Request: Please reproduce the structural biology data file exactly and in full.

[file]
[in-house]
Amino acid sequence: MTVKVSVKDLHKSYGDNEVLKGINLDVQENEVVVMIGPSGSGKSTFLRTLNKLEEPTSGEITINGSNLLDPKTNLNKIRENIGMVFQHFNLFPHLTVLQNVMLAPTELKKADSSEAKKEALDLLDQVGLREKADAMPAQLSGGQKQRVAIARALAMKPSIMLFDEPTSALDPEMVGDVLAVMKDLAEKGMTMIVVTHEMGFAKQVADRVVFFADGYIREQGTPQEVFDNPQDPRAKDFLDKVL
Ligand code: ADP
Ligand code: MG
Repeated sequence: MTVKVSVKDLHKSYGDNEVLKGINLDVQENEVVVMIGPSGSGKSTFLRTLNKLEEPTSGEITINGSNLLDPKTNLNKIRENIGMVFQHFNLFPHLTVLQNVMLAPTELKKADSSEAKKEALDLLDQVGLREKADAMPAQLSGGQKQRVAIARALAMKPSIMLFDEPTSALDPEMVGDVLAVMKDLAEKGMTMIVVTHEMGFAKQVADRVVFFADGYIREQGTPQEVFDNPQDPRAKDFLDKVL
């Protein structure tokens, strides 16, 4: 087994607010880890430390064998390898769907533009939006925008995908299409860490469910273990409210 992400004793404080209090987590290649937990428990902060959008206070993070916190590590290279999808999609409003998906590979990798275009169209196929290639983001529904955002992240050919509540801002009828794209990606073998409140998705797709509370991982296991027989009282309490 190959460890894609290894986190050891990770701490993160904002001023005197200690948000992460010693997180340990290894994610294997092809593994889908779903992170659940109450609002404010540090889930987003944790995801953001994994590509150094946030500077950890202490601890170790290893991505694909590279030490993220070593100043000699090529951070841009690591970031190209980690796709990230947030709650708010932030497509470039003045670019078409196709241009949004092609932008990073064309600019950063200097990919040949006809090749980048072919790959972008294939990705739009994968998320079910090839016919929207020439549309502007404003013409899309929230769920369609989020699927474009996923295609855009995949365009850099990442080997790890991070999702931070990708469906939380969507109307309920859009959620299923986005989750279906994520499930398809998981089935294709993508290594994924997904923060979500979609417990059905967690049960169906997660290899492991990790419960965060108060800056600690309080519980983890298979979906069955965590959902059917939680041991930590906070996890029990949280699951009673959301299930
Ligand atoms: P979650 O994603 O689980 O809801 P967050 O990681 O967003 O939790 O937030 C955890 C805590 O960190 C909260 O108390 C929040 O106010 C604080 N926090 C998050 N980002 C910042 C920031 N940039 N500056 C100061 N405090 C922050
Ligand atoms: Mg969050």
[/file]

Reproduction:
[in-house]
Amino acid sequence: MTVKVSVKDLHKSYGDNEVLKGINLDVQENEVVVMIGPSGSGKSTFLRTLNKLEEPTSGEITINGSNLLDPKTNLNKIRENIGMVFQHFNLFPHLTVLQNVMLAPTELKKADSSEAKKEALDLLDQVGLREKADAMPAQLSGGQKQRVAIARALAMKPSIMLFDEPTSALDPEMVGDVLAVMKDLAEKGMTMIVVTHEMGFAKQVADRVVFFADGYIREQGTPQEVFDNPQDPRAKDFLDKVL
Ligand code: ADP
Ligand code: MG
Repeated sequence: MTVKVSVKDLHKSYGDNEVLKGINLDVQENEVVVMIGPSGSGKSTFLRTLNKLEEPTSGEITINGSNLLDPKTNLNKIRENIGMVFQHFNLFPHLTVLQNVMLAPTELKKADSSEAKKEALDLLDQVGLREKADAMPAQLSGGQKQRVAIARALAMKPSIMLFDEPTSALDPEMVGDVLAVMKDLAEKGMTMIVVTHEMGFAKQVADRVVFFADGYIREQGTPQEVFDNPQDPRAKDFLDKVL
């Protein structure tokens, strides 16, 4: 087994607010880890430390064998390898769907533009939006925008995908299409860490469910273990409210 992400004793404080209090987590290649937990428990902060959008206070993070916190590590290279999808999609409003998906590979990798275009169209196929290639983001529904955002992240050919509540801002009828794209990606073998409140998705797709509370991982296991027989009282309490 190959460890894609290894986190050891990770701490993160904002001023005197200690948000992460010693997180340990290894994610294997092809593994889908779903992170659940109450609002404010540090889930987003944790995801953001994994590509150094946030500077950890202490601890170790290893991505694909590279030490993220070593100043000699090529951070841009690591970031190209980690796709990230947030709650708010932030497509470039003045670019078409196709241009949004092609932008990073064309600019950063200097990919040949006809090749980048072919790959972008294939990705739009994968998320079910090839016919929207020439549309502007404003013409899309929230769920369609989020699927474009996923295609855009995949365009850099990442080997790890991070999702931070990708469906939380969507109307309920859009959620299923986005989750279906994520499930398809998981089935294709993508290594994924997904923060979500979609417990059905967690049960169906997660290899492991990790419960965060108060800056600690309080519980983890298979979906069955965590959902059917939680041991930590906070996890029990949280699951009673959301299930
Ligand atoms: P979650 O994603 O689980 O809801 P967050 O990681 O967003 O939790 O937030 C955890 C805590 O960190 C909260 O108390 C929040 O106010 C604080 N926090 C998050 N980002 C910042 C920031 N940039 N500056 C100061 N405090 C922050
Ligand atoms: Mg969050």